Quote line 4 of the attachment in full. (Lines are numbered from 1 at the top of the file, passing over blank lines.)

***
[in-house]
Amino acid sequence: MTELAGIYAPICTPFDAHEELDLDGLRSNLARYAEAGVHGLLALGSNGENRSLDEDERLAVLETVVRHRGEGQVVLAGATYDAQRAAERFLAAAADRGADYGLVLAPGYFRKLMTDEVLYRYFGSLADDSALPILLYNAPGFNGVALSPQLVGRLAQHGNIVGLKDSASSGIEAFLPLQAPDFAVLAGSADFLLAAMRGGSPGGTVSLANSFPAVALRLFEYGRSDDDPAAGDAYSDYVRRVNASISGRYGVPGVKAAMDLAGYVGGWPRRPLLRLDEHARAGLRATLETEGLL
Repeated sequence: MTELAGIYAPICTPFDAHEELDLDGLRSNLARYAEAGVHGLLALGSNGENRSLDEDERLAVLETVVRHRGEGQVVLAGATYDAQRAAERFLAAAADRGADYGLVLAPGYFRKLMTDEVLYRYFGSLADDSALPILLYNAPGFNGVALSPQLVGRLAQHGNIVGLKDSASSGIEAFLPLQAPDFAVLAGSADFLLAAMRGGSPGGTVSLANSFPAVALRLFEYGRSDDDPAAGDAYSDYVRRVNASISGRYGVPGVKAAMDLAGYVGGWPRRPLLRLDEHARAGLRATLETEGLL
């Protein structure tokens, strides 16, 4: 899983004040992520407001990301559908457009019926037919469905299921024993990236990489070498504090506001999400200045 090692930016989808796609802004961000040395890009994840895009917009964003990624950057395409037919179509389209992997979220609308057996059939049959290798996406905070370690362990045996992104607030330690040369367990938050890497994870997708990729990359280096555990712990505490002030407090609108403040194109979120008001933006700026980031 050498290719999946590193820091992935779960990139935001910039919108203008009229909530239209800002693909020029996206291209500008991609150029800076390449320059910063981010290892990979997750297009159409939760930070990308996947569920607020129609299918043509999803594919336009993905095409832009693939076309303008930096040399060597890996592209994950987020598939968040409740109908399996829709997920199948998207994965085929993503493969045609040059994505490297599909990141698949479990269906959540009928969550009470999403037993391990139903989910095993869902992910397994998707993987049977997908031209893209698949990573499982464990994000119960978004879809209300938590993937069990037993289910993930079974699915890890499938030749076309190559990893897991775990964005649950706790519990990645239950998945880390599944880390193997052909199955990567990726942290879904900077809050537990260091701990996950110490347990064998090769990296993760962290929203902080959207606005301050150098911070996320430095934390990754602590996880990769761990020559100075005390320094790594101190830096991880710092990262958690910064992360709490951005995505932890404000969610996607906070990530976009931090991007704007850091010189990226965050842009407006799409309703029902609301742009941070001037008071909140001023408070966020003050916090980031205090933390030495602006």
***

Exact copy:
């Protein structure tokens, strides 16, 4: 899983004040992520407001990301559908457009019926037919469905299921024993990236990489070498504090506001999400200045 090692930016989808796609802004961000040395890009994840895009917009964003990624950057395409037919179509389209992997979220609308057996059939049959290798996406905070370690362990045996992104607030330690040369367990938050890497994870997708990729990359280096555990712990505490002030407090609108403040194109979120008001933006700026980031 050498290719999946590193820091992935779960990139935001910039919108203008009229909530239209800002693909020029996206291209500008991609150029800076390449320059910063981010290892990979997750297009159409939760930070990308996947569920607020129609299918043509999803594919336009993905095409832009693939076309303008930096040399060597890996592209994950987020598939968040409740109908399996829709997920199948998207994965085929993503493969045609040059994505490297599909990141698949479990269906959540009928969550009470999403037993391990139903989910095993869902992910397994998707993987049977997908031209893209698949990573499982464990994000119960978004879809209300938590993937069990037993289910993930079974699915890890499938030749076309190559990893897991775990964005649950706790519990990645239950998945880390599944880390193997052909199955990567990726942290879904900077809050537990260091701990996950110490347990064998090769990296993760962290929203902080959207606005301050150098911070996320430095934390990754602590996880990769761990020559100075005390320094790594101190830096991880710092990262958690910064992360709490951005995505932890404000969610996607906070990530976009931090991007704007850091010189990226965050842009407006799409309703029902609301742009941070001037008071909140001023408070966020003050916090980031205090933390030495602006």